WRIGHT: I think some of the other tracks that were already pre-existing tracks were a combination of songs that Bryan Lee O’Malley had played to me, which were songs that he would listen to when he drew the books. And those would include like “Scott Pilgrim” by Plum Tree and the cover of “By Your Side” by Beachwood Sparks. And then ones I contributed were “I Heard Ramona Sing” by Frank Black and the Black Lips song “Oh, Katrina” and “Teenage Dream” by Mark Bolan and a song by the band Blood Red Shoes called “It’s Getting Boring by the Sea”. These are all things I thought were in the right zone.
NELSON: A lot of what I did was help him get songs that he really wanted that would have normally been too expensive if I hadn’t worked on getting good prices for them. That kind of stuff.
WRIGHT: You know, there are other songs like “Anthem for a 17 Year-Old Girl by Broken Social Scene. That is an absolutely classic slice of Canadian indie rock. So, that felt like it was very much in place.
KATHY NELSON [MUSIC SUPERVISOR]: Edgar wanted The Rolling Stones [song “Under My Thumb”], and I said to him, “Alright, that’s going to be really expensive. Do you want The Rolling Stones song bad enough that you’re willing to give up four other songs? Because we’ve really got to try and make this budget. I really don’t want you to go over budget.” I can’t remember how I worked this out, but at the time I was really good friends with Iris Keitel who ran ABKCO. And I’m sure I was able to get her to help me to get this done. Actually, we got The Rolling Stones song for the price I needed because we gave ABKCO the soundtrack.
Edgar Wright didn’t go out of his way to cast musicians as the principal band for Sex Bob-Omb on screen. Michael Cera knew how to play guitar, but the others did not. So, Edgar Wright created an intensive music school and brought in Chris Murphy to help show them the ropes enough that they’d be believable in the movie.
WRIGHT: The one other person who wasn’t on the soundtrack but was a big part of it was Chris Murphy from the band Sloan. A Canadian sort of legend. He was employed as the musical coach. So, he actually was the guy on set. I mean, he was teaching all the actors how to play their instruments. I mean, some people played already, like Michael Cera could already play guitar. But other people had to be coached from scratch, and Chris Murphy is the guy who did it. So, you know, that was amazing. He was on set the entire time as sort of like coach and cheerleader. And a very sweet guy.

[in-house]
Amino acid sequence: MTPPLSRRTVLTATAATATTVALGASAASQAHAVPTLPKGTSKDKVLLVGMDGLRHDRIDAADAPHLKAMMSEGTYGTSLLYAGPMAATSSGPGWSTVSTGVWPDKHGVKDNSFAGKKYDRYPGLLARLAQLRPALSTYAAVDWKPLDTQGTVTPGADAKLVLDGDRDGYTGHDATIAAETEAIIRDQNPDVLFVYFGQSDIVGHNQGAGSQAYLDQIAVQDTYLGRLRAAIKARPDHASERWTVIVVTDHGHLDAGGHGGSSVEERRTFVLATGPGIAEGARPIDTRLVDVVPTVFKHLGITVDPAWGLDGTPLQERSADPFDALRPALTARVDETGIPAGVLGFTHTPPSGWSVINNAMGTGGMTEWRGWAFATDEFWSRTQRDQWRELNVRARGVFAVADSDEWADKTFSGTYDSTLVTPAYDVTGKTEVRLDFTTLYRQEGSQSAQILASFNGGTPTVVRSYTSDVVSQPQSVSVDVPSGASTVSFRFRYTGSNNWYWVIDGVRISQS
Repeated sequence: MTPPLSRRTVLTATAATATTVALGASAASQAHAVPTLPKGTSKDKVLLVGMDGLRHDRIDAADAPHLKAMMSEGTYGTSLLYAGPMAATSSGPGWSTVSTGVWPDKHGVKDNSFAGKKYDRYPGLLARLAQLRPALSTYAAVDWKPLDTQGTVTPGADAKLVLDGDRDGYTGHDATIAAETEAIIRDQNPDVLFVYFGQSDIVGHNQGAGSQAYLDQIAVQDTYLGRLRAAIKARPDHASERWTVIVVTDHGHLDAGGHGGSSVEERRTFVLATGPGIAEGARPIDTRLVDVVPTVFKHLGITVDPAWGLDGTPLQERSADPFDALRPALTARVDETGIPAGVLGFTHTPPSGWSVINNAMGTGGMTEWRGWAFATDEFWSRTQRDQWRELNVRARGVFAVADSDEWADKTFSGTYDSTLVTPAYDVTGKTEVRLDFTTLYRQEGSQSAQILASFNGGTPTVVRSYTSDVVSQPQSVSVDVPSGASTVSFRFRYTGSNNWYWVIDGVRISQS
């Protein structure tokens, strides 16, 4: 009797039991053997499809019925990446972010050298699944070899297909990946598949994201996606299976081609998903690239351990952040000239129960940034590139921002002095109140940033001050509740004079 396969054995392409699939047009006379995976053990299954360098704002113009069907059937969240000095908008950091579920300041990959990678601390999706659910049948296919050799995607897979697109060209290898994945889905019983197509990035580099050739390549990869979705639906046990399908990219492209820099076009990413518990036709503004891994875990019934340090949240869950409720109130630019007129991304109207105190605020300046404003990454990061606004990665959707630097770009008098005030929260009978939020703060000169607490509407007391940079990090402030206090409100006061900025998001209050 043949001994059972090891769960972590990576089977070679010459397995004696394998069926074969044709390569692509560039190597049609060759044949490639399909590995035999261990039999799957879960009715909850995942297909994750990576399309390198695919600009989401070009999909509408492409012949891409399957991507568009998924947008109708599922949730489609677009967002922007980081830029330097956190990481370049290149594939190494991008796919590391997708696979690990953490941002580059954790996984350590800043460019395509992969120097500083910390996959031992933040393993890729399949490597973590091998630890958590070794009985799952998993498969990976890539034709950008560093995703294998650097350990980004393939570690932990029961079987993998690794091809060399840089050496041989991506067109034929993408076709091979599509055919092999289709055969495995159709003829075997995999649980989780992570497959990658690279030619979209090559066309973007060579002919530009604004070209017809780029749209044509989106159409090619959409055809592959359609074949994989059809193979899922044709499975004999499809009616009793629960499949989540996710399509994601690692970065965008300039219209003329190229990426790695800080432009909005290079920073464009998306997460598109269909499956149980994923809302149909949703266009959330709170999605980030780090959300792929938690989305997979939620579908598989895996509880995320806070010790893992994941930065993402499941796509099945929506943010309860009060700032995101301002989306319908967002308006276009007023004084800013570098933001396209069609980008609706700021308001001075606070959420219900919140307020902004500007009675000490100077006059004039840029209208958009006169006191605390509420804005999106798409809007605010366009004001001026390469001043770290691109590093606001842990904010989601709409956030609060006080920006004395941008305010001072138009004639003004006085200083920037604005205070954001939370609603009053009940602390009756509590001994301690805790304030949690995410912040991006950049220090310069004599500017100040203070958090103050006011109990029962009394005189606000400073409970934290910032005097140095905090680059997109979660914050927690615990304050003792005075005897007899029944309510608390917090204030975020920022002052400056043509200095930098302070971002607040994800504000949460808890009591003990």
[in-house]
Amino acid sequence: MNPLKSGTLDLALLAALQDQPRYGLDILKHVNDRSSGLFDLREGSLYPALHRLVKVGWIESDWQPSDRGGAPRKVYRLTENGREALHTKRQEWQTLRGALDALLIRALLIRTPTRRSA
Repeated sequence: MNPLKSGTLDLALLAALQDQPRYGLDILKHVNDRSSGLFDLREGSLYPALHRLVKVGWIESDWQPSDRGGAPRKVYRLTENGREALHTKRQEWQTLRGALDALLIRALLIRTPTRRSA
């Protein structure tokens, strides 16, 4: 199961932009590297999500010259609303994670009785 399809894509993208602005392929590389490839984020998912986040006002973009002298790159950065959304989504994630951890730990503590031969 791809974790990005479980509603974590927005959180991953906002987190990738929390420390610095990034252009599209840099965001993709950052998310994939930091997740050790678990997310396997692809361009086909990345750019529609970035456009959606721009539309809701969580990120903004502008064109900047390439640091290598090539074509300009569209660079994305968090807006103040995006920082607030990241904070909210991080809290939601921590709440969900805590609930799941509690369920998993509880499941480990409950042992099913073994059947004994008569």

GODRICH: There was a guy there helping us coach them. And we did in fact have like some stand-up rehearsals. And we had real musicians being a part of these bands. And certainly some of the actors had experience playing, but Mark certainly didn’t. He can’t play the guitar. So, his was the biggest challenge, trying to get him to look like he was actually playing. Michael Cera is a musician and can play. So, he was easy. It’s as you expect. It’s everything you have to do to try and make it seem real.
NELSON: He had this huge kind of facility in Toronto, and every day there was like music lessons going on, martial arts. And because he’s Edgar, he was actually taking the martial arts classes also [Laughs]. It was like an intense summer camp. It was like summer school.
WRIGHT: The people who learned it from scratch were Mark Weber and Allison Pill and maybe Brandon Routh as well. And the drummer in Clash at Demonhead is a real drummer, Tennessee Thomas, who’s the drummer from The Like. And then Crash and the Boys. All of those people, including the little Asian girl on drums, could all play. We found like a, you know, an eight-year-old Asian drummer. [Laughs.] She could really play. She was actually a drummer.
Like any good behind-the-music project, there are always more stories…
NELSON: This project took so long because of the layers and the pre-production that had to go into the making of this movie, with regard to all the martial arts stuff and the musical performances being all original music. I actually kept my notebook with all my paperwork from that movie. It’s like three inches thick. And it just went on and on and on. And I thought, If I’m going to keep a notebook on any of the movies I’ve worked on, this will be the one because everything had to be done on this movie. So, there was almost nothing I couldn’t refer to if I needed to figure out something for another movie.